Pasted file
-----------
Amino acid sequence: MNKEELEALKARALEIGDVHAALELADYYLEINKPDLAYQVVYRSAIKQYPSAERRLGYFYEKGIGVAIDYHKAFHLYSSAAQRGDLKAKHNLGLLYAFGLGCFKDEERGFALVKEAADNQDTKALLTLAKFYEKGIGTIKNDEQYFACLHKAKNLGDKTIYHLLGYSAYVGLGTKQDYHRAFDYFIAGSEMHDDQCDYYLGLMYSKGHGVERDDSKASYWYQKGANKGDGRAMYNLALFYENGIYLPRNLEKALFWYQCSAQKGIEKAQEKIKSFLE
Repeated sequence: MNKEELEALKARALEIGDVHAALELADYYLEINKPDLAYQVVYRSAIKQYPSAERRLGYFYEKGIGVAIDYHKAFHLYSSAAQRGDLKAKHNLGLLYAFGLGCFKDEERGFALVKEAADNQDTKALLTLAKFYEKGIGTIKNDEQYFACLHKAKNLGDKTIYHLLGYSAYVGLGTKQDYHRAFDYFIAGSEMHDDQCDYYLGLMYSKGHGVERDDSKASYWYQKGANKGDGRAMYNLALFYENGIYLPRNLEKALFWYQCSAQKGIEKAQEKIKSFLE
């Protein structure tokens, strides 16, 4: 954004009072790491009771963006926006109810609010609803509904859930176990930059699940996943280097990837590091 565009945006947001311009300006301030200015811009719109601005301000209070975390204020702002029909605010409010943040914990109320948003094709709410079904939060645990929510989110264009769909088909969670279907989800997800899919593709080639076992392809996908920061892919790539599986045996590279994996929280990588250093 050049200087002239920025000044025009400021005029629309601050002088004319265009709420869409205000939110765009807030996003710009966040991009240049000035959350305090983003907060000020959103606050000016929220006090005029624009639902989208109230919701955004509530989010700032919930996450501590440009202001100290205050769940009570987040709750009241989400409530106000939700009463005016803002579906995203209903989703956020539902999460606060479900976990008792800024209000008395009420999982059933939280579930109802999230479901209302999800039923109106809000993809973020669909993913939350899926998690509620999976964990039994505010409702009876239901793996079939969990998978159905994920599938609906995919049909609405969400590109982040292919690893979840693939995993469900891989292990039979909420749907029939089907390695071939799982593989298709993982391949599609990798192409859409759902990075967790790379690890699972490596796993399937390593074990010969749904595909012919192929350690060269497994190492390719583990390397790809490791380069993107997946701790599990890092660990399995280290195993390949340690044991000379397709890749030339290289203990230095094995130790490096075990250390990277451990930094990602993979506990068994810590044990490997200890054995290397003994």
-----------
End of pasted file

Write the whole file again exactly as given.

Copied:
Amino acid sequence: MNKEELEALKARALEIGDVHAALELADYYLEINKPDLAYQVVYRSAIKQYPSAERRLGYFYEKGIGVAIDYHKAFHLYSSAAQRGDLKAKHNLGLLYAFGLGCFKDEERGFALVKEAADNQDTKALLTLAKFYEKGIGTIKNDEQYFACLHKAKNLGDKTIYHLLGYSAYVGLGTKQDYHRAFDYFIAGSEMHDDQCDYYLGLMYSKGHGVERDDSKASYWYQKGANKGDGRAMYNLALFYENGIYLPRNLEKALFWYQCSAQKGIEKAQEKIKSFLE
Repeated sequence: MNKEELEALKARALEIGDVHAALELADYYLEINKPDLAYQVVYRSAIKQYPSAERRLGYFYEKGIGVAIDYHKAFHLYSSAAQRGDLKAKHNLGLLYAFGLGCFKDEERGFALVKEAADNQDTKALLTLAKFYEKGIGTIKNDEQYFACLHKAKNLGDKTIYHLLGYSAYVGLGTKQDYHRAFDYFIAGSEMHDDQCDYYLGLMYSKGHGVERDDSKASYWYQKGANKGDGRAMYNLALFYENGIYLPRNLEKALFWYQCSAQKGIEKAQEKIKSFLE
């Protein structure tokens, strides 16, 4: 954004009072790491009771963006926006109810609010609803509904859930176990930059699940996943280097990837590091 565009945006947001311009300006301030200015811009719109601005301000209070975390204020702002029909605010409010943040914990109320948003094709709410079904939060645990929510989110264009769909088909969670279907989800997800899919593709080639076992392809996908920061892919790539599986045996590279994996929280990588250093 050049200087002239920025000044025009400021005029629309601050002088004319265009709420869409205000939110765009807030996003710009966040991009240049000035959350305090983003907060000020959103606050000016929220006090005029624009639902989208109230919701955004509530989010700032919930996450501590440009202001100290205050769940009570987040709750009241989400409530106000939700009463005016803002579906995203209903989703956020539902999460606060479900976990008792800024209000008395009420999982059933939280579930109802999230479901209302999800039923109106809000993809973020669909993913939350899926998690509620999976964990039994505010409702009876239901793996079939969990998978159905994920599938609906995919049909609405969400590109982040292919690893979840693939995993469900891989292990039979909420749907029939089907390695071939799982593989298709993982391949599609990798192409859409759902990075967790790379690890699972490596796993399937390593074990010969749904595909012919192929350690060269497994190492390719583990390397790809490791380069993107997946701790599990890092660990399995280290195993390949340690044991000379397709890749030339290289203990230095094995130790490096075990250390990277451990930094990602993979506990068994810590044990490997200890054995290397003994």